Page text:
D) The disease occurs most commonly in ponds with abundant organic matter, and high ammonia levels.
Usually warm water temperatures (20-25øC) bring about the disease.
Use of DiQuat:
Another chemical is the herbicide Diquat. It has been used at a concentration of 8.4 to 16.8 ppm of the formulated material, or 2 to 4 ppm on the basis of active ingredient (Diquat cation).
Several chemicals have been used to treat BGD in hatchery salmonids. The most widely used are quaternary ammonium compounds, such as benzalkonium chlorides, available as Hyamine 1622 (98.8% active ingredient) and Hyamine 3500 (50% active ingredient). Another compound of this type is Roccal, available in 10% or 50% concentrations. Benzalkonium chlorides are used in concentrations of 1 to 2 ppm (calculated on the basis of the active ingredient) as a 1h bath or continuous flow treatment. Caution is necessary because the margin of safety is narrow, particularly in soft water.
Another chemical is the herbicide Diquat. It has been used at a concentration of 8.4 to 16.8 ppm of the formulated material, or 2 to 4 ppm on the basis of active ingredient (Diquat cation).
None of these chemicals are approved by the U. S . Food and Drug Administration for disease control in food fishes. Efforts are under way to have chloramineT registered as a treatment for BGD. This compound was found effective for BGD when used at 8.5 ppm for I h (From 1980). In hatchery tests conducted by the National Fish Health Research Laboratory, one treatment effectively controlled BGD when it was given early in an outbreak. However, two or more treatments are required for advanced outbreaks.
When BGD, caused by C. columnaris, occurs in pondfish, external treatments for the control of columnaris disease are used.
The treatment with 8.5 ppm Diquat described above has been reported to be effective. Diquat, copper sulfate at 0.5 ppm, and potassium permanganate at 2 to 4 ppm can be added to ponds and allowed to dissipate over time. If copper sulfate or potassium permanganate are used, treatment levels may have to be adjusted, depending on water chemistry. In soft water, 0.5 ppm copper sulfate may be toxic; and if pondwater is high in organic material, potassium permanganate concentrations must be increased (Rogers 1971; Jee and Plumb 1981).
Fungal Diseases of Fish
Ruth Ellen Klinger and Ruth Francis-Floyd
Fungi are a group of organisms called heterotrophs that require living or dead matter for growth and reproduction. Unlike plants, they are incapable of manufacturing their own nutrients by photosynthesis. Fungi are present everywhere–in saltwater or fresh water, in cool or warm temperatures. In most cases, fungi serve a valuable ecological function by processing dead organic debris. However, fungi can become a problem if fish are stressed by disease, by poor environmental conditions, receive poor nutrition, or are injured. If these factors weaken the fish or damage its tissue, fungus can infest the fish. Fungi can also prevent successful hatching when it invades fish eggs.
Fungi are grouped by the morphology of various life stages. All fungi produce spores–and it is these spores which readily spread disease. The fungal spore is like a seed which is resistant to heat, drying, disinfectants and the natural defense systems of fish. The three most common fungal diseases are discussed here. They are known as Saprolegniasis, Branchiomycosis, and Ichthyophonus disease.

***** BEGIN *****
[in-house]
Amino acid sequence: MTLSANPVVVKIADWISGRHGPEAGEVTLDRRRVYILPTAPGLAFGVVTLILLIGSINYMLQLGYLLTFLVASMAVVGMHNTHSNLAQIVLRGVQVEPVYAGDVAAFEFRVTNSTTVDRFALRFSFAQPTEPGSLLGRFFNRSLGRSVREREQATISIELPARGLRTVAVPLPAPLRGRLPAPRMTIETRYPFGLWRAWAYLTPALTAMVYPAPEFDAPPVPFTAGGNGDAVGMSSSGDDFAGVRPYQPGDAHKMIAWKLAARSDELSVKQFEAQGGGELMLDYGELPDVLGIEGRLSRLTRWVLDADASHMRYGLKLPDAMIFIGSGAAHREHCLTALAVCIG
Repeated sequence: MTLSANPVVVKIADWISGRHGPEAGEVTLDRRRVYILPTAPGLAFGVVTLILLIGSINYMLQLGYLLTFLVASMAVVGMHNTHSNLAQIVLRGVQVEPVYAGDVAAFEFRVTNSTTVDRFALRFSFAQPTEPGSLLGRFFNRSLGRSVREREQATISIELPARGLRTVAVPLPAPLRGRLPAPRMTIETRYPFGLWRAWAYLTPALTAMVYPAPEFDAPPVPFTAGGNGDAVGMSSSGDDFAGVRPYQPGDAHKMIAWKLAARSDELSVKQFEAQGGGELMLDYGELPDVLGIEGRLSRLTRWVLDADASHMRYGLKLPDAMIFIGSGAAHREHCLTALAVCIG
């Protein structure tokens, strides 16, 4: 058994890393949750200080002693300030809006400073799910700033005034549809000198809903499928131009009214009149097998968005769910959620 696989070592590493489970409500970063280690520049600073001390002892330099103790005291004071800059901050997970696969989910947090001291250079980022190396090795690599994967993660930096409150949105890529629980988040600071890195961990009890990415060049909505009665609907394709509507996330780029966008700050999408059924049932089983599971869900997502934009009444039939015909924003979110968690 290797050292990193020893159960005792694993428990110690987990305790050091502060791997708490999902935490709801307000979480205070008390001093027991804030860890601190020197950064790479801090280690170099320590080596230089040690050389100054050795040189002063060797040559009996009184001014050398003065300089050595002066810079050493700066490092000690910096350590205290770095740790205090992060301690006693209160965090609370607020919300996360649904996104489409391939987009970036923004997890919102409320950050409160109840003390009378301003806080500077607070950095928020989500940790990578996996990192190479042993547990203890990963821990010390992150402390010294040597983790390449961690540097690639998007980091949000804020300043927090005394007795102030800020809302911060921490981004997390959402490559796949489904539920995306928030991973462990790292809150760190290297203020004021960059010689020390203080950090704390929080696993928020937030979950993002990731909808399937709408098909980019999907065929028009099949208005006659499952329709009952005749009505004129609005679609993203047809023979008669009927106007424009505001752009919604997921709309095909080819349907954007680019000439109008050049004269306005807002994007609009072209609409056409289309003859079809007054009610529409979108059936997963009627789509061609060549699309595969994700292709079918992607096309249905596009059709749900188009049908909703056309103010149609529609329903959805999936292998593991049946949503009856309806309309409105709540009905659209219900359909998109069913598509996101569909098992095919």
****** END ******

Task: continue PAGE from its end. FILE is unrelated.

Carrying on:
Branchiomyces demigrans or “Gill Rot” is caused by the fungi Branchiomyces sanguinis and Branchiomyces demigrans .
Branchiomycosis is a pervasive problem in Europe, but has been only occasionally reported by U.S. fish farms. Both species of fungi are found in fish suffering from an environmental stress, such as low pH (5.8 to 6.5), low dissolved oxygen, or a high algal bloom. Branchiomyces sp. grow at temperatures between 57° and 95°F but grow best between 77° and 90°F. The main sources of infection are the fungal spores carried in the water and detritus on pond bottoms.
Disease Signs
Branchiomyces sanguinis and B. demigrans infect the gill tissue of fish. Fish may appear lethargic and may be seen gulping air at the water surface (or piping). Gills appear striated or marbled with the pale areas representing infected and dying tissue. Gills should be examined under a microscope by a trained diagnostician for verification of the disease. Damaged gill tissue with fungal hyphae and spores will be present. As the tissue dies and falls off, the spores are released into the water and transmitted to other fish. High mortalities are often associated with this infection.
Management and Control
Avoidance is the best control for Branchiomycosis. Good management practices will create environmental conditions unacceptable for fungi growth. If the disease is present, do not transport the infected fish. Great care must be taken to prevent movement of the disease to noninfected areas. Formalin and copper sulfate have been used to help stop mortalities; however, all tanks, raceways, and aquaria must be disinfected and dried. Ponds should be dried and treated with quicklime (calcium oxide).

Dr Erik Johnson is a Marietta, Georgia Veterinarian with a practice in small animal medicine. He graduated from University of Georgia with his Doctorate in 1991. Dr Johnson is the author of several texts on Koi and Pond Fish Health and Disease as well as numerous articles on dog and cat health topics.